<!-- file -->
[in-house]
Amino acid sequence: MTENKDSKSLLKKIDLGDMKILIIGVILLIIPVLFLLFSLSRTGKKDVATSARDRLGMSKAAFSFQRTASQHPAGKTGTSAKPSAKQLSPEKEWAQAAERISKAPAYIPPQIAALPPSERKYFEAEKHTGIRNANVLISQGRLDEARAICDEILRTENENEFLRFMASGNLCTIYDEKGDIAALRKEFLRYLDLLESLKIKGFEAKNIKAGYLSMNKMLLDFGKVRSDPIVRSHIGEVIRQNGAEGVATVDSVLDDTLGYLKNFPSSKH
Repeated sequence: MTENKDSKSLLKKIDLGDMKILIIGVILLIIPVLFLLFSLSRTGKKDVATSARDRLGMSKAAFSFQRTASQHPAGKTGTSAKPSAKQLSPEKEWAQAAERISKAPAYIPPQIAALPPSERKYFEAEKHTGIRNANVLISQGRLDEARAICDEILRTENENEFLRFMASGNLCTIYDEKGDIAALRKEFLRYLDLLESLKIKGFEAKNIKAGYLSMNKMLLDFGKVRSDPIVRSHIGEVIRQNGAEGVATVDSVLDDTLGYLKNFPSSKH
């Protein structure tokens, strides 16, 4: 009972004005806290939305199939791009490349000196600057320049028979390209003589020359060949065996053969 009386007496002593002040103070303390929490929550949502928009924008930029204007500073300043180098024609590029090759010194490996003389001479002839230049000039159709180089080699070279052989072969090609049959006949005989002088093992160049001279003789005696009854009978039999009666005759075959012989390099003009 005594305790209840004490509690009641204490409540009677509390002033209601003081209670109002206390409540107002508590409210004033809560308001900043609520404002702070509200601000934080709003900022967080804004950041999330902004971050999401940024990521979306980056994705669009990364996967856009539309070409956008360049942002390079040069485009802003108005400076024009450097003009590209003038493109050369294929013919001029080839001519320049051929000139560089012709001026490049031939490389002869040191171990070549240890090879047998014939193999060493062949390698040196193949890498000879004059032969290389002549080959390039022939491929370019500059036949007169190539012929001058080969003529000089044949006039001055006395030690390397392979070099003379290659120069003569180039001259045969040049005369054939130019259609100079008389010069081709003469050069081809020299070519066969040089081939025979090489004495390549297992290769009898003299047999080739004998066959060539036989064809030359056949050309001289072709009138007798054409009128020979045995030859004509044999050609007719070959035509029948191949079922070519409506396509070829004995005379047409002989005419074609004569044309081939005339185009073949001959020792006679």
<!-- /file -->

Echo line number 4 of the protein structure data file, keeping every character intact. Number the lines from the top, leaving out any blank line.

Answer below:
């Protein structure tokens, strides 16, 4: 009972004005806290939305199939791009490349000196600057320049028979390209003589020359060949065996053969 009386007496002593002040103070303390929490929550949502928009924008930029204007500073300043180098024609590029090759010194490996003389001479002839230049000039159709180089080699070279052989072969090609049959006949005989002088093992160049001279003789005696009854009978039999009666005759075959012989390099003009 005594305790209840004490509690009641204490409540009677509390002033209601003081209670109002206390409540107002508590409210004033809560308001900043609520404002702070509200601000934080709003900022967080804004950041999330902004971050999401940024990521979306980056994705669009990364996967856009539309070409956008360049942002390079040069485009802003108005400076024009450097003009590209003038493109050369294929013919001029080839001519320049051929000139560089012709001026490049031939490389002869040191171990070549240890090879047998014939193999060493062949390698040196193949890498000879004059032969290389002549080959390039022939491929370019500059036949007169190539012929001058080969003529000089044949006039001055006395030690390397392979070099003379290659120069003569180039001259045969040049005369054939130019259609100079008389010069081709003469050069081809020299070519066969040089081939025979090489004495390549297992290769009898003299047999080739004998066959060539036989064809030359056949050309001289072709009138007798054409009128020979045995030859004509044999050609007719070959035509029948191949079922070519409506396509070829004995005379047409002989005419074609004569044309081939005339185009073949001959020792006679």